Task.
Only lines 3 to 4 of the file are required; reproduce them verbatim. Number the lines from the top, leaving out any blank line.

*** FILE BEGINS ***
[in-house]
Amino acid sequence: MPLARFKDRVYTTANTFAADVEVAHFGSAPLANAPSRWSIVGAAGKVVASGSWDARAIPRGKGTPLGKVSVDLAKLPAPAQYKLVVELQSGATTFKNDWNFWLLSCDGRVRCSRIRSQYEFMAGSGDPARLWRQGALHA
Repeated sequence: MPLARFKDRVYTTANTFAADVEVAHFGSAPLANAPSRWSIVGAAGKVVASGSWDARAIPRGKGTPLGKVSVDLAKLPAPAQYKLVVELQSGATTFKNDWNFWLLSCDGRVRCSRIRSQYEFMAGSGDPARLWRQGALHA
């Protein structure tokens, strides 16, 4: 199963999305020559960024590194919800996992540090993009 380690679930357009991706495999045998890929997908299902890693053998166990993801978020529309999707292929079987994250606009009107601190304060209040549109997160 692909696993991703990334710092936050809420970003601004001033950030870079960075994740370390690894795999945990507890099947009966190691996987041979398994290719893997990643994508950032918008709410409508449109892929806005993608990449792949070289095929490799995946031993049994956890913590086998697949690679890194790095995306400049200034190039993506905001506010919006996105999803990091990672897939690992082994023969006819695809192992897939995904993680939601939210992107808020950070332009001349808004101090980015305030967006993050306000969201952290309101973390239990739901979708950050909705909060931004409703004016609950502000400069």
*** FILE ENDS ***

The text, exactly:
Repeated sequence: MPLARFKDRVYTTANTFAADVEVAHFGSAPLANAPSRWSIVGAAGKVVASGSWDARAIPRGKGTPLGKVSVDLAKLPAPAQYKLVVELQSGATTFKNDWNFWLLSCDGRVRCSRIRSQYEFMAGSGDPARLWRQGALHA
């Protein structure tokens, strides 16, 4: 199963999305020559960024590194919800996992540090993009 380690679930357009991706495999045998890929997908299902890693053998166990993801978020529309999707292929079987994250606009009107601190304060209040549109997160 692909696993991703990334710092936050809420970003601004001033950030870079960075994740370390690894795999945990507890099947009966190691996987041979398994290719893997990643994508950032918008709410409508449109892929806005993608990449792949070289095929490799995946031993049994956890913590086998697949690679890194790095995306400049200034190039993506905001506010919006996105999803990091990672897939690992082994023969006819695809192992897939995904993680939601939210992107808020950070332009001349808004101090980015305030967006993050306000969201952290309101973390239990739901979708950050909705909060931004409703004016609950502000400069």